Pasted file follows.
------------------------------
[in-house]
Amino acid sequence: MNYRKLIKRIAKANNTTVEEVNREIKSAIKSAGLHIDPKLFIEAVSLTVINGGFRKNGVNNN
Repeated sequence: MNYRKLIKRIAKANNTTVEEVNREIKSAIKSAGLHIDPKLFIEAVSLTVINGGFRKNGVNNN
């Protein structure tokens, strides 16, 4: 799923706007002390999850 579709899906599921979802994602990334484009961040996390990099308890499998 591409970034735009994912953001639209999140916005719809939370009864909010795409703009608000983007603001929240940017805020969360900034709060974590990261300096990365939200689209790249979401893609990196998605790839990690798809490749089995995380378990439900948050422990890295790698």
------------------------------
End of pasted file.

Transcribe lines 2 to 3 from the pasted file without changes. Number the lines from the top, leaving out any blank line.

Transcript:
Amino acid sequence: MNYRKLIKRIAKANNTTVEEVNREIKSAIKSAGLHIDPKLFIEAVSLTVINGGFRKNGVNNN
Repeated sequence: MNYRKLIKRIAKANNTTVEEVNREIKSAIKSAGLHIDPKLFIEAVSLTVINGGFRKNGVNNN